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A Family's Fortune

January 04, 1987|SAM ENRIQUEZ | Times Staff Writer

Generation after generation, the Janss clan acquired and developed the Los Angeles metropolitan area, including Westwood, Thousand Oaks and Van Nuys. One after another, they came, saw and built. Now they are resting.

While the Janss Investment Corp. was busy developing the conservative, white-collar city of Thousand Oaks during the 1960s, the firm's chairman of the board, Edwin Janss Jr., was out protesting the Vietnam War and collecting wild pop art.

"At that time we had a damn good team working for us, so I had the time," recalled Janss, 72, in a recent interview at his home in a modest West Los Angeles neighborhood.

Janss, who earlier in the decade had been asked to serve on a Third World development commission by President John F. Kennedy, ended up on President Richard Nixon's "enemies list" for his anti-war activities.

Meanwhile, Thousand Oaks was added to the Janss family's list of successful developments that included Westwood, Boyle Heights, Monterey Park, Yorba Linda and parts of the San Fernando Valley, as well as two ski resorts--Snowmass in Aspen, Colo., and Sun Valley in Idaho.

Over three generations, the Janss family has developed an estimated 90,000 acres of Southern California property. In recent years, the family operation has found good managers to run the family business, even as the interests of family members such as Edwin Jr. shifted from the pecuniary to the aesthetic.

But the conversion of 10,000 acres of Ventura County ranch land into Thousand Oaks housing was probably the last major Janss family development. A recent breakup of the family holdings and a dwindling interest in development among younger family members has all but ended a family dynasty that built housing for more than 65,000 people in its first 10 years in business.

The last Janss family member who still lives in Thousand Oaks, Larry Janss, the son of Edwin Jr., said that his interests are more or less confined to operating the Conejo Village Bowl, a bowling alley that is his share of the family business. Larry's cousin, Dr. William Janss Jr. of Westwood, is the only family member still active in development, but family members say he has a long way to go to match the accomplishments of his father, uncle, grandfather and great-grandfather.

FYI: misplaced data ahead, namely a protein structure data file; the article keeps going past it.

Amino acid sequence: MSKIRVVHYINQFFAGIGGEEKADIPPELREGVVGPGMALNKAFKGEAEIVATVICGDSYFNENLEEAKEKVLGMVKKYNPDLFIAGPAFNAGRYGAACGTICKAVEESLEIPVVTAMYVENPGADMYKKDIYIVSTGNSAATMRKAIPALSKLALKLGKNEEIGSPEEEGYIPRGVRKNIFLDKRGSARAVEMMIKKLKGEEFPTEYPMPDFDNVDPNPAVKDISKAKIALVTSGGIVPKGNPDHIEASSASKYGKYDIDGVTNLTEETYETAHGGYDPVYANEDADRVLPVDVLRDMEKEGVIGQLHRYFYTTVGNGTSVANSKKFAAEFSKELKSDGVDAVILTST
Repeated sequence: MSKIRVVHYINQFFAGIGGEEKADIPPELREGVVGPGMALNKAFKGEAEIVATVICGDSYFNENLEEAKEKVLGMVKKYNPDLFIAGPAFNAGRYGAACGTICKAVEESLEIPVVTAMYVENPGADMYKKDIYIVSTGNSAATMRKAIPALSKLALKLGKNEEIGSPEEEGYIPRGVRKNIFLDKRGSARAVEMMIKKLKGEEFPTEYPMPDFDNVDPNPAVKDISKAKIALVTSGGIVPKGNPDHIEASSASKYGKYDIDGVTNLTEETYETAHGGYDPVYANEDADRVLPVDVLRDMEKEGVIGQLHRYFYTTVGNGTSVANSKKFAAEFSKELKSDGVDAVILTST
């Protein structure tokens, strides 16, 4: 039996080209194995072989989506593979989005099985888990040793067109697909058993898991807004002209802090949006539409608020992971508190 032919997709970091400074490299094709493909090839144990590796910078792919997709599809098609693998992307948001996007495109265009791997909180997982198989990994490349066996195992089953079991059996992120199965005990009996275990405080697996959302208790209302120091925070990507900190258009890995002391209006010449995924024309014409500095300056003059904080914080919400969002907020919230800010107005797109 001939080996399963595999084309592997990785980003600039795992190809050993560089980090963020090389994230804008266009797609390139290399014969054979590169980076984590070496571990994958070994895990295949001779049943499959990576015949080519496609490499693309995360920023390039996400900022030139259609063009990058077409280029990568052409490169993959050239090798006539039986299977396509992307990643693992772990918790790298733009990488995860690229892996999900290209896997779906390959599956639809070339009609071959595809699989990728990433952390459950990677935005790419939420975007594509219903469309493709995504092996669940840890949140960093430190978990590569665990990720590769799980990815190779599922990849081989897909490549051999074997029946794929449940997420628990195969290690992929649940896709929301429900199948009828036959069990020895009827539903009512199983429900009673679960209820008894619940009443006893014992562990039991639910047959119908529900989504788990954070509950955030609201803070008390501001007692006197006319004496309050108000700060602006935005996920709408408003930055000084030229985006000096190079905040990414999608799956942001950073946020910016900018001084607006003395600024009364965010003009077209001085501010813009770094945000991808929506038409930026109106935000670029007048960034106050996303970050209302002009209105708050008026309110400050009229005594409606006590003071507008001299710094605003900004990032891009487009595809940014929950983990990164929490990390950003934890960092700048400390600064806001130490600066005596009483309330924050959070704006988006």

It was coincidence rather than entrepreneurship that sparked the Conejo Valley development, recalled Edwin Jr., who lived on the family ranch there from 1932 until 1964. He said he was not much interested in development when his father, Edwin Sr., handed over control of the firm to him in 1954.

"My interest was in having a good time; I excelled at that," Janss said.

Edwin Jr. had spent the previous 20 years raising thoroughbred horses on the family's Conejo Ranch. At one time he had 300 horses in his stable and 25 horses training at the Santa Anita race track.

Although Edwin Jr. had already developed land near Camarillo into the Las Posas Country Club and Estates, he took over the family business reluctantly.

"I ended up converting a harness shop into our office," Janss said. "I made my dad so nervous--he was constantly looking over my shoulder--that he died of a heart attack four years later."

After Edwin Jr. began building four houses for his employees on Thousand Oaks Boulevard in 1955, passers-by started asking the price of the new homes, Janss said. At that time there were still fewer than 2,500 people living in the area, he said.

"After about 100 people stopped to ask how much they needed for a down payment on the houses, my accountant said, 'You better start selling houses,' " Janss said. "Up until that time, it was pretty primitive out there."

Janss purchased 96 acres for the Conejo Oaks housing development and, before the tract's three model homes were finished, all 98 lots in the development were sold, he said.

The company purchased other properties, including the Lynn Ranch and Borchard Ranch. Over the next 25 years, the Janss Investment Corp. was involved in the development of about 20% of the land in Thousand Oaks, mostly in the area west of Moorpark Road.

"We parceled out the land and had others subdivide it," Janss said.

As demand for housing grew, Janss hired sales and finance experts to oversee the day-to-day development of the Thousand Oaks-area properties that eventually included the city's first industrial park, as well as the Janss Mall and The Oaks shopping center. The Janss firm also developed water and sewage companies to serve the expanding area.

"I was basically lazy. What I wasn't interested in, I turned over to somebody else," Janss said.

Although the Janss family was never active in local politics, after Thousand Oaks was incorporated in 1964 the family firm donated 10 acres of land where the Civic Center eventually was built, and offered an adjacent 10 acres that the city later purchased. For nearly 20 years, the Janss Foundation gave the city $25,000 a year to spend on charitable causes.

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